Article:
The integration of developing economies such as China and India into the global economy in the last few decades has helped lift millions out of poverty. The introduction of their labour forces into the global economy increased growth and income in these economies which also resulted in a decline in global inequality. The World Bank’s latest “Global Economic Prospects” report shows that the second wave of change in the global labour market will play out over the next two decades, with developing economies contributing to all of the addition in the global skilled labour force, as the number of skilled workers in advanced economies is expected to decline. The rising level of skill and education in developing economies will also lift potential global growth and continue to reduce global inequality.
The global skilled workforce is likely to increase from 1.66 billion workers in 2011 to 2.16 billion by 2040. Skilled workers have been defined as those having at least nine years of education. Since improvement in the level of education and skill tends to increase income, rising income in the developing world will lead to a reduction in inequality. The global Gini coefficient is estimated to decline from 65.8 in 2012 to 62.6 by 2030. However, income from other sources may still increase inequality. The way things progress in India, to a large extent, will determine how fast income convergence happens and the level of global inequality declines. The World Bank in this context notes: “…fast-growing EMDEs (emerging market and developing economies) with a large number of poor, such as India, which accounts for 28 percent of the world’s poor in 2013, will continue to contribute to the reduction of global inequality.”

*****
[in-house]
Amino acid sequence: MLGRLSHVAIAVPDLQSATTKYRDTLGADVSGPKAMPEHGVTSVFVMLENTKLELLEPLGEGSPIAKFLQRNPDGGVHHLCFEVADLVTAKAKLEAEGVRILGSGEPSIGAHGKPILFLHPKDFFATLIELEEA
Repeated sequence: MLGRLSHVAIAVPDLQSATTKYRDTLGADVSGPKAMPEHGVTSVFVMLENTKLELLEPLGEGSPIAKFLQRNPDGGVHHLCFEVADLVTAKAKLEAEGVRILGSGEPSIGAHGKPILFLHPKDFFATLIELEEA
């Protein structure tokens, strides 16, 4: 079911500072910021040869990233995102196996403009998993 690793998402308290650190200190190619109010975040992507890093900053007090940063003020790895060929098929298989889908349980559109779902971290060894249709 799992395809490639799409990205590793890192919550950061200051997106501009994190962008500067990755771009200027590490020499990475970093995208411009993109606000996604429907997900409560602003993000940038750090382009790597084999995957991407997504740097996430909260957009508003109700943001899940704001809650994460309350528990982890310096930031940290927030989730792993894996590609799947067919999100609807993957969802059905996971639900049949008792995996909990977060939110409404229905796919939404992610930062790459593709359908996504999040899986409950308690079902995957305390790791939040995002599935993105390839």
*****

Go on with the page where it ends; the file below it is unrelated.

Read More – LiveMint